Two week EA training programs: are they what our children deserve?

In B.C. like much of the world, education assistants (EAs) perform a multitude of tasks during their workday and with increasing regularity are in “direct pedagogical roles” supporting students in classrooms and schools. There are currently ~13,000 EAs in B.C., with pre- Covid plans to hire an additional 1,000, making them the second largest educational employee group in the province.  In previous years, EAs primarily supported students with “disabilities and diverse abilities”, but with policy changes the majority of EAs now support whole classes. This means EAs’ time and resources are now shared among all students in the classroom.

Like teachers, EAs are governed by the B.C. School Act. However, unlike teachers or even early childhood educators, EAs – referred to as teaching assistants in the School Act – require no relevant education, qualification or certification beyond a high school diploma. In fact, according to the School Act, school districts and boards determine the qualification requirements of EAs. This practice means some districts and boards only hire EAs from recognized post-secondary programs, while others, particularly those with significant recruitment challenges, will either create their own short-term EA training programs, or hire EAs without any recognized credentials. In their 2008 survey of 4,000 EAs, CUPE BC found that less than half (47%) of EAs had any recognized credentials. With no standards of practice governing the second largest educational employee group in B.C., almost anyone can be “pulled in off of the street” to be an EA.

EA training and education programs vary in content as lengths range from 25 hours in Manitoba and two weeks to one to two years in B.C. Short EA training programs, referred to by some as “training traps”, contribute to alarming educational inequities across the province as the outcomes of these programs impact the ability of EAs to deliver equitable support to all students. This is why EA standards of practice governing their practice need to be adopted.

The call for EA standards is not a new request. In 2012, Nancy Hoyano, Sylvia Woodyard and Diane Koch released their White Paper: Call for Standards of Practice for Education Assistants in B.C., in which they implored the government of the day to implement EA standards of practice based on a growing body of international research identifying significant challenges in the way EAs are educated and trained. More recently, the five-year Deployment and Impact of Support Staff project – the largest research study of EAs to date – unequivocally found that that while EAs can have a positive effect supporting students and teachers, with their increasing pedagogical role supporting all students, more, not less training and education is needed.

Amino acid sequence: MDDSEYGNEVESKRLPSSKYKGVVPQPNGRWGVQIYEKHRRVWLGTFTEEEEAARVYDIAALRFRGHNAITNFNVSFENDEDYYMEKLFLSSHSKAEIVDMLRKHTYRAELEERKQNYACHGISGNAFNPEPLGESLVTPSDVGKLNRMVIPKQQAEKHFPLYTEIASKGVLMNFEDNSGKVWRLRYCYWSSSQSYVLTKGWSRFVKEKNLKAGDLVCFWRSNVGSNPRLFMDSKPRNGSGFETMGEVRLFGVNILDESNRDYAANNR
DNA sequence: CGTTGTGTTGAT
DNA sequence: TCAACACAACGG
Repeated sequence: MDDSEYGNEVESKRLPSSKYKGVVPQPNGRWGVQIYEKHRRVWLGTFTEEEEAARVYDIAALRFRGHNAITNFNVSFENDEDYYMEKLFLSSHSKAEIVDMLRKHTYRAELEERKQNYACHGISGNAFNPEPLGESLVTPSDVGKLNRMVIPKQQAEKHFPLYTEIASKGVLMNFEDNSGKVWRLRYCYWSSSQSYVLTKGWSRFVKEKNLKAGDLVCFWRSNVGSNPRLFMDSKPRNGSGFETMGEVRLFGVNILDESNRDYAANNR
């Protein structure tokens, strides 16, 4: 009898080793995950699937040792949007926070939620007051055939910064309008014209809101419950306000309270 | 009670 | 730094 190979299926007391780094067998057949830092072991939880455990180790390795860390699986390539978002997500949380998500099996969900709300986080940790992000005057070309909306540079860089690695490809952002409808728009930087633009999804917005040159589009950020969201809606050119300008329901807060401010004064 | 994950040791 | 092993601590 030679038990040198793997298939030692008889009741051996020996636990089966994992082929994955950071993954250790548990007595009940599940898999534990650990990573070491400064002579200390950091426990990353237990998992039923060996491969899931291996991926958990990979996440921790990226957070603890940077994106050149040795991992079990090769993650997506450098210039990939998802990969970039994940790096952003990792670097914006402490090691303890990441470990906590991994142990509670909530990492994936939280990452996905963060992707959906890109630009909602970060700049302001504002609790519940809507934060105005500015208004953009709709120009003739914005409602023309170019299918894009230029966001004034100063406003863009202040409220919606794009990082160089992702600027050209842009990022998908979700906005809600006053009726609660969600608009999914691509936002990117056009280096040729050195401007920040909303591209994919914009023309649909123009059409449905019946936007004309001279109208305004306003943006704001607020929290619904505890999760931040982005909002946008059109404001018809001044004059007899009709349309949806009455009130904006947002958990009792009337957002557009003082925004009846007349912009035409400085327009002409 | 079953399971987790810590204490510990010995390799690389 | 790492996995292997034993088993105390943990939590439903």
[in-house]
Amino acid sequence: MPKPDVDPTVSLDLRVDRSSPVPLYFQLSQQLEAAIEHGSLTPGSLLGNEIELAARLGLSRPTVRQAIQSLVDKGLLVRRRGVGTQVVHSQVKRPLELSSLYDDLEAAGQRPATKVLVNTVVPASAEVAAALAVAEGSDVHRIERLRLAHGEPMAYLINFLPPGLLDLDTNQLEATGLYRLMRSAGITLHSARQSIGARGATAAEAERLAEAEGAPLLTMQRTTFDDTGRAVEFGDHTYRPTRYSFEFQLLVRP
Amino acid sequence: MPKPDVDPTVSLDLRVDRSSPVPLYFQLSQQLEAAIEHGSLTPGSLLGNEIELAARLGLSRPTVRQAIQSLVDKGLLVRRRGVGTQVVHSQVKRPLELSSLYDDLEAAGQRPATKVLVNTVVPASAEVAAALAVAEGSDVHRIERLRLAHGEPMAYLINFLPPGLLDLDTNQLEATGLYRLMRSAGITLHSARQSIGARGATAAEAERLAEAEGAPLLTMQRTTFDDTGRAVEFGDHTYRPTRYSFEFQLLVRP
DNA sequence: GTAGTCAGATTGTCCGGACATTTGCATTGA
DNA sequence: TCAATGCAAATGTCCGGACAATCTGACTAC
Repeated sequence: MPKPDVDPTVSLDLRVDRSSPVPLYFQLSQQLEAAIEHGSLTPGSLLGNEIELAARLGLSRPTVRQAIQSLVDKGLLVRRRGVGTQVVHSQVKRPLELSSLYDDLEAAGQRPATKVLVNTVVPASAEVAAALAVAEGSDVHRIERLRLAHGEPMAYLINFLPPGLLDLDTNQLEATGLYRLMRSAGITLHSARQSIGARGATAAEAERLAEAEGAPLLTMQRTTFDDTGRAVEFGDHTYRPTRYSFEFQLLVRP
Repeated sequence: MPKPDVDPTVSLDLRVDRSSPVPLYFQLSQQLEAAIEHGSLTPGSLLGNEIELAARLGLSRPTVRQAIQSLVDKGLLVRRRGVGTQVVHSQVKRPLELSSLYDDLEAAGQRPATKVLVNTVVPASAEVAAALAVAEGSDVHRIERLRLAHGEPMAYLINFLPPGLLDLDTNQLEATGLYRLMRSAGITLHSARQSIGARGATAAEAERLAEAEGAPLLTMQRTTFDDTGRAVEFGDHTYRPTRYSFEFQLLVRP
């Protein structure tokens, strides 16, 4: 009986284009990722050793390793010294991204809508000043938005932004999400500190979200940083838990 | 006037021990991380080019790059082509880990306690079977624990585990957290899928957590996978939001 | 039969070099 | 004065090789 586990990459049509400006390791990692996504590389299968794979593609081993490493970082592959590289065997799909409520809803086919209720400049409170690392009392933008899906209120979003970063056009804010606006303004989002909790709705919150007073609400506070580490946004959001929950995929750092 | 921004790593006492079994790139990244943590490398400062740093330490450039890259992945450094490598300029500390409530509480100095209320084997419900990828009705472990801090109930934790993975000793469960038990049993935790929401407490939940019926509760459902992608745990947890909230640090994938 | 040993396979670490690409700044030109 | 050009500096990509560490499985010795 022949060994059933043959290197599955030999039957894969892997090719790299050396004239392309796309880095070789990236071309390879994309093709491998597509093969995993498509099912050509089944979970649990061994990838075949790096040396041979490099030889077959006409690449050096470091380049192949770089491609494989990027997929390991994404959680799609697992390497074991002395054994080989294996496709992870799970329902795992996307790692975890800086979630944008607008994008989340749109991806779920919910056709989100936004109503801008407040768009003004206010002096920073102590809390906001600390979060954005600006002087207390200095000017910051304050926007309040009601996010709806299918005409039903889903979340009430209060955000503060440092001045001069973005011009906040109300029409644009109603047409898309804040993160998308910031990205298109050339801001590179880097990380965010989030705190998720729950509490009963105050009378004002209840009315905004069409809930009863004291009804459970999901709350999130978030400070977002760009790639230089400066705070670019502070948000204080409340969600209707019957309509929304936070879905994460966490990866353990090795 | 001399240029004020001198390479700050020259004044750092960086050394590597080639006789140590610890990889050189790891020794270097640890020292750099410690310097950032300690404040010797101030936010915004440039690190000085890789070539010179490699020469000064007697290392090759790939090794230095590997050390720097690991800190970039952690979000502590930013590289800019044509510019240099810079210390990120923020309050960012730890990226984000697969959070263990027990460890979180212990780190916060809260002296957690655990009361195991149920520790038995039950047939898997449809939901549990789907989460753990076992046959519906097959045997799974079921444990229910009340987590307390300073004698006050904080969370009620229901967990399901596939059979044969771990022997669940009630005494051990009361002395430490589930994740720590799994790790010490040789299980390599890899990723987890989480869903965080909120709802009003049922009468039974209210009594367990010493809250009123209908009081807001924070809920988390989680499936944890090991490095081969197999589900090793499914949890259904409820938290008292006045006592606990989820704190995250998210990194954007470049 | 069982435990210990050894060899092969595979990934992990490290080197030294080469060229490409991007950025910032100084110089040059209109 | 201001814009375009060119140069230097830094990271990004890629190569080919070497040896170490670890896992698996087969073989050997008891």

Historical and emerging research findings indicate that EAs are undertrained and underprepared for the realities of the ever-increasing complexities they encounter in their work. This begs the question why training and qualifications standards remain so low. Can an EA attending a two-week training program provide the same level of skill and knowledge as an EA with one or two years of education?

Policies regarding the education and training of EAs, how they are utilized in schools and classrooms and their increasing pedagogical role supporting all students have happened in a vacuum, outside of public view and scrutiny. School district and boards facing recruitment challenges may think that reducing the education and training programs will solve the problem, but again, research shows us that EAs often leave their work because they did not fully understand responsibilities of the job and had little if any prior experience.

Standards of practice guide and inform education and training programs ensuring potential graduates have the necessary training. They also help inform human resource practices, leverage research to identify best-practices and set job requirements so potential applicants fully understand their responsibilities, which leads to better retention.  

EAs have been referred to as the “glue that holds everything together” and the “bricks and mortar” of schools. But the considerable inconsistency in their education, training and qualifications has only exacerbated educational inequities across classrooms and schools, districts and boards, and the province through no fault of well intentioned EAs. Addressing this gap, using standards of practice as a starting point, will ensure that all of our children receive the best education we can provide and that we keep our support staff safe and thriving.

Ryan Kappmeier, MAEd has dedicated over fifteen years of his career to working with marginalized and diverse learners in education and youth justice systems in B.C. and Ontario. Leveraging experiential learning tools and positive behaviour interventions, Ryan has supported a variety of educational programs including outdoor adventure therapy, day treatment, and traditional elementary and high school classrooms. He holds a Master of Arts in Educational Leadership and Management from Royal Roads University, where he focused on a re-envisioning of the role that education assistants can play in improving outcomes for underserved learners in B.C

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